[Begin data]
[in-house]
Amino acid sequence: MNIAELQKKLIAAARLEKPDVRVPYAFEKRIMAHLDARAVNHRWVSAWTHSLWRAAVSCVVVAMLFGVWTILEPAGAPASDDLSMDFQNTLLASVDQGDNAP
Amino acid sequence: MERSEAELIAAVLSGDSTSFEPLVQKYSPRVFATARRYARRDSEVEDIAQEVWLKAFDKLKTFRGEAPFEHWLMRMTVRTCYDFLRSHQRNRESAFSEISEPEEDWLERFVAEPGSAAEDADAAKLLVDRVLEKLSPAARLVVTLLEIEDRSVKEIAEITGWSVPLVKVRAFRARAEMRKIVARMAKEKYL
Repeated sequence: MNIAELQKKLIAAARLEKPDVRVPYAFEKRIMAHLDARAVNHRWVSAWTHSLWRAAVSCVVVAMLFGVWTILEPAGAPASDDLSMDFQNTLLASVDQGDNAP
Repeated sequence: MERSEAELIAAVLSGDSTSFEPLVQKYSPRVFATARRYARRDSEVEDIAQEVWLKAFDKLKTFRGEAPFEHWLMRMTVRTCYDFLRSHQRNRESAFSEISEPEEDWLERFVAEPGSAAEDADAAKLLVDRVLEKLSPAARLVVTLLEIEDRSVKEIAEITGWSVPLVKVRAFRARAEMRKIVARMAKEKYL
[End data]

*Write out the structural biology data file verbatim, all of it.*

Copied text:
[in-house]
Amino acid sequence: MNIAELQKKLIAAARLEKPDVRVPYAFEKRIMAHLDARAVNHRWVSAWTHSLWRAAVSCVVVAMLFGVWTILEPAGAPASDDLSMDFQNTLLASVDQGDNAP
Amino acid sequence: MERSEAELIAAVLSGDSTSFEPLVQKYSPRVFATARRYARRDSEVEDIAQEVWLKAFDKLKTFRGEAPFEHWLMRMTVRTCYDFLRSHQRNRESAFSEISEPEEDWLERFVAEPGSAAEDADAAKLLVDRVLEKLSPAARLVVTLLEIEDRSVKEIAEITGWSVPLVKVRAFRARAEMRKIVARMAKEKYL
Repeated sequence: MNIAELQKKLIAAARLEKPDVRVPYAFEKRIMAHLDARAVNHRWVSAWTHSLWRAAVSCVVVAMLFGVWTILEPAGAPASDDLSMDFQNTLLASVDQGDNAP
Repeated sequence: MERSEAELIAAVLSGDSTSFEPLVQKYSPRVFATARRYARRDSEVEDIAQEVWLKAFDKLKTFRGEAPFEHWLMRMTVRTCYDFLRSHQRNRESAFSEISEPEEDWLERFVAEPGSAAEDADAAKLLVDRVLEKLSPAARLVVTLLEIEDRSVKEIAEITGWSVPLVKVRAFRARAEMRKIVARMAKEKYL